People on the incident response team must have sufficient technical skills and access to critical third parties to be able to make decisions and move to contain incidents fast. Knowledge of the company’s data and network topology is also key, said Legassick.

“Perhaps most important of all,” he added, “is to capture in detail how, when, where and why an incident occurred so there is a feedback loop that ensures each threat makes the cyber defense stronger.”

Cyber insurance can play a key role by providing a range of experts such as forensic analysts to help manage a cyber breach quickly and effectively (as well as PR and legal help). However, the learning process should begin before a breach occurs.

Practice Makes Perfect

“Any incident response plan is only as strong as the practice that goes into it,” explained Mike Peters, vice president, IT, RIMS — who also conducts stress testing through his firm Sentinel Cyber Defense Advisors.

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Unless companies have an ethical hacker or certified information security officer on board who can conduct sophisticated simulated attacks, Peters recommended they hire third-party experts to test their networks for weaknesses, remediate these issues and retest again for vulnerabilities that haven’t been patched or have newly appeared.

“You need to plan for every type of threat that’s out there,” he added.

Hogg agreed that bringing third parties in to conduct tests brings “fresh thinking, best practice and cross-pollination of learnings from testing plans across a multitude of industries and enterprises.”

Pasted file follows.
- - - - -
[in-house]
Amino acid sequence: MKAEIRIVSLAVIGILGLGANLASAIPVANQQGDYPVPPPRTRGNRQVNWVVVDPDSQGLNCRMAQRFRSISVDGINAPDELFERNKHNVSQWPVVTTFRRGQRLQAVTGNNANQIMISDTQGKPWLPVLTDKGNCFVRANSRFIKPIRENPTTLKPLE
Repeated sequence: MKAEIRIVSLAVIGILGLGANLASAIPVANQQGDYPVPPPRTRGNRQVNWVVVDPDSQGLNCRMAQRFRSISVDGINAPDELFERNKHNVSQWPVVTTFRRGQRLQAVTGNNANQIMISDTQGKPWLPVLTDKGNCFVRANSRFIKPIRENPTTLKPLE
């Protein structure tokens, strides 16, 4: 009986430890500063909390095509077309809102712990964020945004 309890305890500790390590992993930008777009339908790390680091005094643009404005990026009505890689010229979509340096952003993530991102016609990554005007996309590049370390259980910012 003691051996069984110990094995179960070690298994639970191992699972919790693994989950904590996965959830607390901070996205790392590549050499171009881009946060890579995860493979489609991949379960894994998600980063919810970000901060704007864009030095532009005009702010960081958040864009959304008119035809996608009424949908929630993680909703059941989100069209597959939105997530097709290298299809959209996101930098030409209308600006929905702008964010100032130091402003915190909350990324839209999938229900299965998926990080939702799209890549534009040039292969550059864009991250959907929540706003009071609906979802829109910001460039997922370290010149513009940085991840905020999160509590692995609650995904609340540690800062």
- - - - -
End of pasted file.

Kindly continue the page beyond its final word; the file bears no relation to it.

“Collaboration is key — you have to take silos down and work in a cross-functional manner.” — Jason J. Hogg, CEO, Aon Cyber Solutions

Legassick added that companies should test their plans at least annually, updating procedures whenever there is a significant change in business activity, technology or location.

“As companies expand, cyber security is not always front of mind, but new operations and territories all expose a company to new risks.”

For smaller companies that might not have the resources or the expertise to develop an internal cyber response plan from whole cloth, some carriers offer their own cyber risk resources online.

Evan Fenaroli, an underwriting product manager with the Philadelphia Insurance Companies (PHLY), said his company hosts an eRiskHub, which gives PHLY clients a place to start looking for cyber event response answers.

That includes access to a pool of attorneys who can guide company executives in creating a plan.

“It’s something at the highest level that needs to be a priority,” Fenaroli said. For those just getting started, Fenaroli provided a checklist for consideration:

  • Purchase cyber insurance, read the policy and understand its notice requirements.
  • Work with an attorney to develop a cyber event response plan that you can customize to your business.
  • Identify stakeholders within the company who will own the plan and its execution.
  • Find outside forensics experts that the company can call in an emergency.
  • Identify a public relations expert who can be called in the case of an event that could be leaked to the press or otherwise become newsworthy.

“When all of these things fall into place, the outcome is far better in that there isn’t a panic,” said Fenaroli, who, like others, recommends the plan be tested at least annually.

Cyber’s Physical Threat

With the digital and physical worlds converging due to the rise of the Internet of Things, Hogg reminded companies: “You can’t just test in the virtual world — testing physical end-point security is critical too.”